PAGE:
Few Hollywood blockbusters have made a more lasting cultural impression than Back to the Future, it not only being a film that that has inspired, been parodied by and referenced in many films and TV shows over the years but also one that is fondly remembered by many movie fans and still enjoyed by many more people even today. It truly is one of the greatest Hollywood blockbusters ever made and the Back to the Future: 25th Anniversary Re-Release has not changed a thing, this not being a so-called ‘special edition’ like many re-releases of other classic blockbusters but rather the original unadulterated movie, the only difference being that it has been digitally remastered and is presented in crisp clear digital quality, something that makes it almost look like it was only just made this year as opposed to 25 years ago. What makes the film so great? Well, the short answer is – pretty much everything. This film is from director Robert Zemeckis’ heyday, long before he sold his soul to motion capture animation and a time when he made movies that were truly vibrant, fun and memorable (something which can’t really be said about his most recent movies, with the possible exception of The Polar Express) and this film is easily one of his best. And, after twenty five years, the film has lost none of its magic. The visual effects may seem dated when compared with those in many (but by no means all) modern blockbusters but they still have a quaint charm and have stood the test of time far better than you might expect. And in one key area the film manages to really hold its own against modern effects with the practical aging effects used in the 1985 scenes to make Christopher Lloyd, Crispin Glover, Lea Thompson and Thomas F. Wilson appears 30 years older being impressive even now, showing that practical effects can sometimes deliver results that are just as good as, if not better than, computer generated ones. The film also maintains its authentic look, feel and sound of the America of both the mid 1980s (obviously, as it was filmed then) and the mid 1950s, with sets, costumes, cars, props and pretty much everything creating the setting perfectly, providing a genuine sense of time and place, and a fantastic soundtrack featuring the very best American pop music of both periods. The cultural references to both periods also make this a perfect film for those looking to go on a nostalgia trip. Such references are very much a part of the genius of the film, being as much a part of it as the plot or characters, unlike in modern movies where they are often thrown in for the sake of it. For the avid viewer, there are also lots of great little touches and details, the kind of things that add a whole extra level of enjoyment for those who watch really closely. This is particularly evident in the ingenious and inventive ways the past (i.e. 1955) and the present (i.e. 1985) come together, the time travel element being masterfully handled and the metaphysics of time travel being explained in a simple and effective way without ever seeming dumbed down. The writing in general is also excellent with fantastic dialogue that takes full advantage of the opportunities created by having the film set in two contrastingly different time periods, a plot that is smart, engaging and amusing, making the most of all the awkward situations that Marty finds himself in, lots of genuinely funny laugh out loud moments – the film is still hilarious 25 years on – and characters that are vibrant, multi layered and that we really do give a damn about. Of course, the success of this aspect of the film can also be attributed to the strength of the performers, every one of whom is excellent. Michael J. Fox is simply superb, making his slacker character seem effortlessly cool, being incredibly entertaining and also entirely believable at the same time, particularly in his completely convincing reactions to some of the awkward situations his character finds himself in. What’s more, in one of the film’s most iconic scenes – this is a film that delivers one iconic scene after another – he even shows that he is pretty good singer as well. Christopher Lloyd is perfectly eccentric and over the top (but not too over the top), delivering perhaps the ultimate portrayals of a mad scientist, a performance against which any other actors portraying mad scientist roles since can really be compared. Elsewhere, Lea Thompson shows a great acting range, managing to switch from completely innocent to not so innocent with the greatest of ease while Crispin Glover’s transformation from shy and wimpy to brave and heroic is completely believable and the two actors go so well together that we never doubt that their characters are meant to be together. Additionally, Thomas F. Wilson both makes for a completely convincing bully, perfectly fitting the image of what a 1950s school bully might be like, and also a believably tamer individual that we see at the end of the film. The supporting performers are also excellent, among them Claudia Wells, who shares a good chemistry with Fox, James Tolkan, who plays school principal Mr. Strickland, Marc McClure, who plays Marty’s brother Dave and Wendy Jo Sperber, who plays his sister Linda. And, not to forget, perhaps the most iconic star of the film – the DeLorean, easily the most iconic time machine ever seen on the big screen and a film that almost has a screen presence all of its own. So, all in all, Back to the Future is a film that still has it. It is still exciting. It is still hilarious. It is still memorable. Both a perfect nostalgia trip for older viewers and an enjoyable viewing experience for younger ones, this is a true classic of cinema and coming from someone who really likes modern blockbusters, this will really mean something – they don’t make them like this anymore.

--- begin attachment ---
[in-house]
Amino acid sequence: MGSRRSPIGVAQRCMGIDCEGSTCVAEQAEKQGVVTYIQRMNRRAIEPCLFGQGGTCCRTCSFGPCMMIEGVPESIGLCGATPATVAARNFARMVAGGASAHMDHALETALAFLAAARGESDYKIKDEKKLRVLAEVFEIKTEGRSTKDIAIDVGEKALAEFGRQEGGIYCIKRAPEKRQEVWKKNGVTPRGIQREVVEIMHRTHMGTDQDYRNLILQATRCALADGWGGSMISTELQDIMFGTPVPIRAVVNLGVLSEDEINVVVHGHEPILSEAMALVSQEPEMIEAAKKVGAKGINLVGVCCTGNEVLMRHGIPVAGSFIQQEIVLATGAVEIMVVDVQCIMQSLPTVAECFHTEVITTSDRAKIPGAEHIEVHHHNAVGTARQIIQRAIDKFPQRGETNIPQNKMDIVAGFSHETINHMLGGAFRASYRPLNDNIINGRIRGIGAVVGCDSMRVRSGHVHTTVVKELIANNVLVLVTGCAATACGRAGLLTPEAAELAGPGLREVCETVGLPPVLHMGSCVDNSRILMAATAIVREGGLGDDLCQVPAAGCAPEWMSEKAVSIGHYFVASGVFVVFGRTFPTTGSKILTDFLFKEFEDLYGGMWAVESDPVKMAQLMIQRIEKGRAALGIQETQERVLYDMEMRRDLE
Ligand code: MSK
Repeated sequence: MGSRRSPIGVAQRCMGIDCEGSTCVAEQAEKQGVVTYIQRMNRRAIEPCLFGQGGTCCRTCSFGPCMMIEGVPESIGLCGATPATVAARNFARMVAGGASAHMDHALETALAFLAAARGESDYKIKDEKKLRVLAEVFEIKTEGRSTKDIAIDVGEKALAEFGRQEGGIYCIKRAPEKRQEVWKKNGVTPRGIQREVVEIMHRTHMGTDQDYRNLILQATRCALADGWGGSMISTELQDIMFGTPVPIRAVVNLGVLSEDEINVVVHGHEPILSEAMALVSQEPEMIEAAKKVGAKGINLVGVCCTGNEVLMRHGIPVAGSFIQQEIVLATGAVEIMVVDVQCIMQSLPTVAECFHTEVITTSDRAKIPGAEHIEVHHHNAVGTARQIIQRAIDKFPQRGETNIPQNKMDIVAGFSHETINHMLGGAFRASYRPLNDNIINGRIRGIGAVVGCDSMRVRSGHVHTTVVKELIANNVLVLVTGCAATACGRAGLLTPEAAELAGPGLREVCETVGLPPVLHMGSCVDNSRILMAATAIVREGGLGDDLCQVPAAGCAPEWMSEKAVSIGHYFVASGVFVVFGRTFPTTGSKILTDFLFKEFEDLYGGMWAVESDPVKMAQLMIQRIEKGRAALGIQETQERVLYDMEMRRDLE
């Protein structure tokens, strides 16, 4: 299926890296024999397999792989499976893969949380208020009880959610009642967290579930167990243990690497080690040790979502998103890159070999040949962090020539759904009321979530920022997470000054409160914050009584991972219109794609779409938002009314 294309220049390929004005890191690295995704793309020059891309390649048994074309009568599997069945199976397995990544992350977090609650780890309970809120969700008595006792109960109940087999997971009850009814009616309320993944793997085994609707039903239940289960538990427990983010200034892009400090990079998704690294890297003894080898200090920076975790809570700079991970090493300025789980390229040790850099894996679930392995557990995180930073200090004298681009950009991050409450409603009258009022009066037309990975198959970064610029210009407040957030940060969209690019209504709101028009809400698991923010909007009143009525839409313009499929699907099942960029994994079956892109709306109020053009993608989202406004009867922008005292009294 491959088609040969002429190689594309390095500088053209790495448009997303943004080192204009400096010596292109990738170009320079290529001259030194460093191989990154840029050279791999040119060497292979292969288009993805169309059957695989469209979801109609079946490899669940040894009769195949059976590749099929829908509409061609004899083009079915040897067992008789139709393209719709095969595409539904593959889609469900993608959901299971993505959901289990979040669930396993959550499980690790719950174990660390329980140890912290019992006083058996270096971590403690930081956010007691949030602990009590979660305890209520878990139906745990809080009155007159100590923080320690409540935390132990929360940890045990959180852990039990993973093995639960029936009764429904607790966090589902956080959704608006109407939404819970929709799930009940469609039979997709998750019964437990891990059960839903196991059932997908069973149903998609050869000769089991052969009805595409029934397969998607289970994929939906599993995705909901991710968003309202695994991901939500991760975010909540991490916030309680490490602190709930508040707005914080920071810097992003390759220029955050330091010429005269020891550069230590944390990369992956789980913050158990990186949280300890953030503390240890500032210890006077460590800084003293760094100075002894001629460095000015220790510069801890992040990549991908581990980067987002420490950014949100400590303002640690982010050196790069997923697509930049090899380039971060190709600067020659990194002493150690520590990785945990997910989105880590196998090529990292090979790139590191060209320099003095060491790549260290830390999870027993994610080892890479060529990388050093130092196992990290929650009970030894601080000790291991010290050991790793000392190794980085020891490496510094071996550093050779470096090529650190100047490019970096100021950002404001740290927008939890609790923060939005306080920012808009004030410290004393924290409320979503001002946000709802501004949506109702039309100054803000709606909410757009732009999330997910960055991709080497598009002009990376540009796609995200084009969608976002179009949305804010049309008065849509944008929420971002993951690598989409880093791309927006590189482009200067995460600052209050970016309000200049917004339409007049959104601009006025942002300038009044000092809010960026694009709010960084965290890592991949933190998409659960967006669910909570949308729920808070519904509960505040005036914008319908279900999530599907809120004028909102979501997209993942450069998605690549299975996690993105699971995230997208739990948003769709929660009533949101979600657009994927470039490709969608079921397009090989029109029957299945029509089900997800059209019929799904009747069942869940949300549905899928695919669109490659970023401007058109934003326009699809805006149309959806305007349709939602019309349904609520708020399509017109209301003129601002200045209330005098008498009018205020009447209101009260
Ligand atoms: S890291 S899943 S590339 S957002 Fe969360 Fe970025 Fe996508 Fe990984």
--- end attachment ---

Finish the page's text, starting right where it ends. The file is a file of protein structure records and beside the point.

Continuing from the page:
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Review by Robert Mann BA (Hons)

© BRWC 2010.


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Alton loves film. He is founder and Editor In Chief of BRWC.  Some of the films he loves are Rear Window, Superman 2, The Man With The Two Brains, Clockwise, Eternal Sunshine Of The Spotless Mind, Trading Places, Stir Crazy and Punch-Drunk Love.

2 COMMENTS
  • Eula 4th October 2010

    It is sad that Michael J. Fox wouldn’t be able to play MacFly anymore. It would’ve been great if they make a new back to the future movie.

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  • Anonymous 6th October 2010

    It is THE family movie in my eyes…